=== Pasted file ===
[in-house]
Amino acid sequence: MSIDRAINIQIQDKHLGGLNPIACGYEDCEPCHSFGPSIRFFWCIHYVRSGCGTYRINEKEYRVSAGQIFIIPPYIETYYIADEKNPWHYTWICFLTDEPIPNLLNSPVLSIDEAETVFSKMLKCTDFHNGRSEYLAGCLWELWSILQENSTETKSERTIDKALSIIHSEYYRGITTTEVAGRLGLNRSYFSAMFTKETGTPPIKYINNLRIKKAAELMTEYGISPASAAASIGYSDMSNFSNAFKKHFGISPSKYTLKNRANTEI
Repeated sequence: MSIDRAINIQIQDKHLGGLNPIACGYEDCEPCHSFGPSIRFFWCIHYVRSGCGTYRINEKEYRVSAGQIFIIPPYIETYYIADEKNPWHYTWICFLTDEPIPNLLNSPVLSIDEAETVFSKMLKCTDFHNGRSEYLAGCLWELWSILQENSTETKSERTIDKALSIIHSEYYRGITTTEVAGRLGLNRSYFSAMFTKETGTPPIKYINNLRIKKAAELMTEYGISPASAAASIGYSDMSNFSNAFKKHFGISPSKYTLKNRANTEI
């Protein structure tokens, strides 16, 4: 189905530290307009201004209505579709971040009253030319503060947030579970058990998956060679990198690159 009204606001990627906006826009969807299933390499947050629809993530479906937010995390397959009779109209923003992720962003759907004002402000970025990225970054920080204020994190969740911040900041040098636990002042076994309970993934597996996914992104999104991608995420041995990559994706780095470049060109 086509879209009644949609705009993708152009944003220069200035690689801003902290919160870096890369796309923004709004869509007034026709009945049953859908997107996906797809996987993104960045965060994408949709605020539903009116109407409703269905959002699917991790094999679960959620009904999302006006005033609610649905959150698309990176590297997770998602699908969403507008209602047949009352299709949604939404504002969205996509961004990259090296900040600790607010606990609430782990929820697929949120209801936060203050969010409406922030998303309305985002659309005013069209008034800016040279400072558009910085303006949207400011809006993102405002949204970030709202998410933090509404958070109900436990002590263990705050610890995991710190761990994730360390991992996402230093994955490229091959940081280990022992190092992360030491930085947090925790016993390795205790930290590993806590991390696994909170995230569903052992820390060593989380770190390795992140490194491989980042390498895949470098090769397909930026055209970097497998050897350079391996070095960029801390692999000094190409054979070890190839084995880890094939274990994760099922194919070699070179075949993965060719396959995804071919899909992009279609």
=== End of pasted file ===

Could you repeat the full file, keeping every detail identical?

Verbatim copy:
[in-house]
Amino acid sequence: MSIDRAINIQIQDKHLGGLNPIACGYEDCEPCHSFGPSIRFFWCIHYVRSGCGTYRINEKEYRVSAGQIFIIPPYIETYYIADEKNPWHYTWICFLTDEPIPNLLNSPVLSIDEAETVFSKMLKCTDFHNGRSEYLAGCLWELWSILQENSTETKSERTIDKALSIIHSEYYRGITTTEVAGRLGLNRSYFSAMFTKETGTPPIKYINNLRIKKAAELMTEYGISPASAAASIGYSDMSNFSNAFKKHFGISPSKYTLKNRANTEI
Repeated sequence: MSIDRAINIQIQDKHLGGLNPIACGYEDCEPCHSFGPSIRFFWCIHYVRSGCGTYRINEKEYRVSAGQIFIIPPYIETYYIADEKNPWHYTWICFLTDEPIPNLLNSPVLSIDEAETVFSKMLKCTDFHNGRSEYLAGCLWELWSILQENSTETKSERTIDKALSIIHSEYYRGITTTEVAGRLGLNRSYFSAMFTKETGTPPIKYINNLRIKKAAELMTEYGISPASAAASIGYSDMSNFSNAFKKHFGISPSKYTLKNRANTEI
């Protein structure tokens, strides 16, 4: 189905530290307009201004209505579709971040009253030319503060947030579970058990998956060679990198690159 009204606001990627906006826009969807299933390499947050629809993530479906937010995390397959009779109209923003992720962003759907004002402000970025990225970054920080204020994190969740911040900041040098636990002042076994309970993934597996996914992104999104991608995420041995990559994706780095470049060109 086509879209009644949609705009993708152009944003220069200035690689801003902290919160870096890369796309923004709004869509007034026709009945049953859908997107996906797809996987993104960045965060994408949709605020539903009116109407409703269905959002699917991790094999679960959620009904999302006006005033609610649905959150698309990176590297997770998602699908969403507008209602047949009352299709949604939404504002969205996509961004990259090296900040600790607010606990609430782990929820697929949120209801936060203050969010409406922030998303309305985002659309005013069209008034800016040279400072558009910085303006949207400011809006993102405002949204970030709202998410933090509404958070109900436990002590263990705050610890995991710190761990994730360390991992996402230093994955490229091959940081280990022992190092992360030491930085947090925790016993390795205790930290590993806590991390696994909170995230569903052992820390060593989380770190390795992140490194491989980042390498895949470098090769397909930026055209970097497998050897350079391996070095960029801390692999000094190409054979070890190839084995880890094939274990994760099922194919070699070179075949993965060719396959995804071919899909992009279609």